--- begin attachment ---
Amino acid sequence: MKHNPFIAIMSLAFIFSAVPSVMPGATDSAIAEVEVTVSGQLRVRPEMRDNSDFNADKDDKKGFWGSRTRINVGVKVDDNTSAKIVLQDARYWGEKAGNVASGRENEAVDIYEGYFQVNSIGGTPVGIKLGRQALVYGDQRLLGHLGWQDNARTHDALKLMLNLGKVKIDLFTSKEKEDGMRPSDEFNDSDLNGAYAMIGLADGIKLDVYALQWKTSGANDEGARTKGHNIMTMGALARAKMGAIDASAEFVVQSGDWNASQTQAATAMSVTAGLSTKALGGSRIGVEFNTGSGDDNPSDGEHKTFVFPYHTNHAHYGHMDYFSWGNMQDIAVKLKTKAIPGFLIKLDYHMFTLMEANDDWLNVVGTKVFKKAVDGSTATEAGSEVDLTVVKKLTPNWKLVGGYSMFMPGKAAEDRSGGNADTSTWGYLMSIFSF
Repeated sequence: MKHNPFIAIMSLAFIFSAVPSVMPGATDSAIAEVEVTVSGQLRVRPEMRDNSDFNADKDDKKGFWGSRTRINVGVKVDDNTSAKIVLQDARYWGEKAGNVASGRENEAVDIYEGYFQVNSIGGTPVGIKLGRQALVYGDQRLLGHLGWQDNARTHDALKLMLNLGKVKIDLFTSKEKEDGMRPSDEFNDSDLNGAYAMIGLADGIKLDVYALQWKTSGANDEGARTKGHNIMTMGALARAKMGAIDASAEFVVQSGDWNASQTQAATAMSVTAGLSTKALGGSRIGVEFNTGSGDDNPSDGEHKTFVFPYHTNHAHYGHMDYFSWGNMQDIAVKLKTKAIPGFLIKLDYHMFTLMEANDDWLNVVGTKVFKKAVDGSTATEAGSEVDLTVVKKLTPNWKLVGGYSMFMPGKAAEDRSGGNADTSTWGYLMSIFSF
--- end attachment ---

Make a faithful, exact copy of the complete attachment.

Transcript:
Amino acid sequence: MKHNPFIAIMSLAFIFSAVPSVMPGATDSAIAEVEVTVSGQLRVRPEMRDNSDFNADKDDKKGFWGSRTRINVGVKVDDNTSAKIVLQDARYWGEKAGNVASGRENEAVDIYEGYFQVNSIGGTPVGIKLGRQALVYGDQRLLGHLGWQDNARTHDALKLMLNLGKVKIDLFTSKEKEDGMRPSDEFNDSDLNGAYAMIGLADGIKLDVYALQWKTSGANDEGARTKGHNIMTMGALARAKMGAIDASAEFVVQSGDWNASQTQAATAMSVTAGLSTKALGGSRIGVEFNTGSGDDNPSDGEHKTFVFPYHTNHAHYGHMDYFSWGNMQDIAVKLKTKAIPGFLIKLDYHMFTLMEANDDWLNVVGTKVFKKAVDGSTATEAGSEVDLTVVKKLTPNWKLVGGYSMFMPGKAAEDRSGGNADTSTWGYLMSIFSF
Repeated sequence: MKHNPFIAIMSLAFIFSAVPSVMPGATDSAIAEVEVTVSGQLRVRPEMRDNSDFNADKDDKKGFWGSRTRINVGVKVDDNTSAKIVLQDARYWGEKAGNVASGRENEAVDIYEGYFQVNSIGGTPVGIKLGRQALVYGDQRLLGHLGWQDNARTHDALKLMLNLGKVKIDLFTSKEKEDGMRPSDEFNDSDLNGAYAMIGLADGIKLDVYALQWKTSGANDEGARTKGHNIMTMGALARAKMGAIDASAEFVVQSGDWNASQTQAATAMSVTAGLSTKALGGSRIGVEFNTGSGDDNPSDGEHKTFVFPYHTNHAHYGHMDYFSWGNMQDIAVKLKTKAIPGFLIKLDYHMFTLMEANDDWLNVVGTKVFKKAVDGSTATEAGSEVDLTVVKKLTPNWKLVGGYSMFMPGKAAEDRSGGNADTSTWGYLMSIFSF